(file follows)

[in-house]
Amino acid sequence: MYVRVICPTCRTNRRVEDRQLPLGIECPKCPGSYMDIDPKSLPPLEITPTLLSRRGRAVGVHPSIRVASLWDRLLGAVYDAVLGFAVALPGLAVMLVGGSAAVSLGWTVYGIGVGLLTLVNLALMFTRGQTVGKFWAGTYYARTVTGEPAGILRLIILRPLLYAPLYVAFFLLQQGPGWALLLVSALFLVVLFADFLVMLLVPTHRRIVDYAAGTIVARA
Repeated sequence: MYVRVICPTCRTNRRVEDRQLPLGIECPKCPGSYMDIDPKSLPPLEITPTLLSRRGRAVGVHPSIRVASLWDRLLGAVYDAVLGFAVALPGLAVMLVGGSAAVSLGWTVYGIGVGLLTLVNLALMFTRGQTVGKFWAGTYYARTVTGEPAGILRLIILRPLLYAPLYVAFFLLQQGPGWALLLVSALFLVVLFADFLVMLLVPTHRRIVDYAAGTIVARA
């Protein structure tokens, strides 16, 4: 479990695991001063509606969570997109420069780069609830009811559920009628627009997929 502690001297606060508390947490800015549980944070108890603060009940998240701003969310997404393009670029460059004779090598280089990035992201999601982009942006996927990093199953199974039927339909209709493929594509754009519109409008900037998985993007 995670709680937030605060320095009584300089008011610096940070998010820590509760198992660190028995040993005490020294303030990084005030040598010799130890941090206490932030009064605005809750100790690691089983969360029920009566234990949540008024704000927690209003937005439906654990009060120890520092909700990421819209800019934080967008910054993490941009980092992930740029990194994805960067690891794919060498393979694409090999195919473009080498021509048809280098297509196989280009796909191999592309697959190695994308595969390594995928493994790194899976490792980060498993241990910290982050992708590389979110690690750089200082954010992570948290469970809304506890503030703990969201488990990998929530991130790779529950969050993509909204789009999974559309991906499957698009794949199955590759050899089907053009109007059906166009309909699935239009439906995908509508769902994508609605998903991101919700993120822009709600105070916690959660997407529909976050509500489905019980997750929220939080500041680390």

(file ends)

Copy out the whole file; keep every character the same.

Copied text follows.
[in-house]
Amino acid sequence: MYVRVICPTCRTNRRVEDRQLPLGIECPKCPGSYMDIDPKSLPPLEITPTLLSRRGRAVGVHPSIRVASLWDRLLGAVYDAVLGFAVALPGLAVMLVGGSAAVSLGWTVYGIGVGLLTLVNLALMFTRGQTVGKFWAGTYYARTVTGEPAGILRLIILRPLLYAPLYVAFFLLQQGPGWALLLVSALFLVVLFADFLVMLLVPTHRRIVDYAAGTIVARA
Repeated sequence: MYVRVICPTCRTNRRVEDRQLPLGIECPKCPGSYMDIDPKSLPPLEITPTLLSRRGRAVGVHPSIRVASLWDRLLGAVYDAVLGFAVALPGLAVMLVGGSAAVSLGWTVYGIGVGLLTLVNLALMFTRGQTVGKFWAGTYYARTVTGEPAGILRLIILRPLLYAPLYVAFFLLQQGPGWALLLVSALFLVVLFADFLVMLLVPTHRRIVDYAAGTIVARA
């Protein structure tokens, strides 16, 4: 479990695991001063509606969570997109420069780069609830009811559920009628627009997929 502690001297606060508390947490800015549980944070108890603060009940998240701003969310997404393009670029460059004779090598280089990035992201999601982009942006996927990093199953199974039927339909209709493929594509754009519109409008900037998985993007 995670709680937030605060320095009584300089008011610096940070998010820590509760198992660190028995040993005490020294303030990084005030040598010799130890941090206490932030009064605005809750100790690691089983969360029920009566234990949540008024704000927690209003937005439906654990009060120890520092909700990421819209800019934080967008910054993490941009980092992930740029990194994805960067690891794919060498393979694409090999195919473009080498021509048809280098297509196989280009796909191999592309697959190695994308595969390594995928493994790194899976490792980060498993241990910290982050992708590389979110690690750089200082954010992570948290469970809304506890503030703990969201488990990998929530991130790779529950969050993509909204789009999974559309991906499957698009794949199955590759050899089907053009109007059906166009309909699935239009439906995908509508769902994508609605998903991101919700993120822009709600105070916690959660997407529909976050509500489905019980997750929220939080500041680390």